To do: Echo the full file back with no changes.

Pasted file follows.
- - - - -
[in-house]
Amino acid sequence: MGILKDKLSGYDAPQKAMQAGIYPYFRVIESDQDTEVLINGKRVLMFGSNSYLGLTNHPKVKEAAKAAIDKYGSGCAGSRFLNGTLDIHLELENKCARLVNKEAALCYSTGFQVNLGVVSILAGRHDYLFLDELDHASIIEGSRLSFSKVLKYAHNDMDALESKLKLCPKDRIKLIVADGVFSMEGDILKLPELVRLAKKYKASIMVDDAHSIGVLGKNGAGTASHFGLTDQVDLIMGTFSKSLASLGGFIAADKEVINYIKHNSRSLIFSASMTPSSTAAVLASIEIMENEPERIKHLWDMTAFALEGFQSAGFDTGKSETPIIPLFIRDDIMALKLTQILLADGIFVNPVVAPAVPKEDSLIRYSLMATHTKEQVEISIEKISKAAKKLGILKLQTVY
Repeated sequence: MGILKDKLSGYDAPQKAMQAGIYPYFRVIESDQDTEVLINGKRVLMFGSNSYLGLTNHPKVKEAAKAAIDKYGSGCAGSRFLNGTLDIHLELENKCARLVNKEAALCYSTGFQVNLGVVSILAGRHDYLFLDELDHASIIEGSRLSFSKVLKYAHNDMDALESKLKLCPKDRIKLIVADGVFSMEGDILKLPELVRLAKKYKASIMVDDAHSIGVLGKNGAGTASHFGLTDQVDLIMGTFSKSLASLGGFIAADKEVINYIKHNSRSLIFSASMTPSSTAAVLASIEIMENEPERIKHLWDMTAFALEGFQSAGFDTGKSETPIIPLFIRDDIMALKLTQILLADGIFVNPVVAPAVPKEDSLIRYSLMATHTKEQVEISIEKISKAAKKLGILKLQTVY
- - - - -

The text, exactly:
[in-house]
Amino acid sequence: MGILKDKLSGYDAPQKAMQAGIYPYFRVIESDQDTEVLINGKRVLMFGSNSYLGLTNHPKVKEAAKAAIDKYGSGCAGSRFLNGTLDIHLELENKCARLVNKEAALCYSTGFQVNLGVVSILAGRHDYLFLDELDHASIIEGSRLSFSKVLKYAHNDMDALESKLKLCPKDRIKLIVADGVFSMEGDILKLPELVRLAKKYKASIMVDDAHSIGVLGKNGAGTASHFGLTDQVDLIMGTFSKSLASLGGFIAADKEVINYIKHNSRSLIFSASMTPSSTAAVLASIEIMENEPERIKHLWDMTAFALEGFQSAGFDTGKSETPIIPLFIRDDIMALKLTQILLADGIFVNPVVAPAVPKEDSLIRYSLMATHTKEQVEISIEKISKAAKKLGILKLQTVY
Repeated sequence: MGILKDKLSGYDAPQKAMQAGIYPYFRVIESDQDTEVLINGKRVLMFGSNSYLGLTNHPKVKEAAKAAIDKYGSGCAGSRFLNGTLDIHLELENKCARLVNKEAALCYSTGFQVNLGVVSILAGRHDYLFLDELDHASIIEGSRLSFSKVLKYAHNDMDALESKLKLCPKDRIKLIVADGVFSMEGDILKLPELVRLAKKYKASIMVDDAHSIGVLGKNGAGTASHFGLTDQVDLIMGTFSKSLASLGGFIAADKEVINYIKHNSRSLIFSASMTPSSTAAVLASIEIMENEPERIKHLWDMTAFALEGFQSAGFDTGKSETPIIPLFIRDDIMALKLTQILLADGIFVNPVVAPAVPKEDSLIRYSLMATHTKEQVEISIEKISKAAKKLGILKLQTVY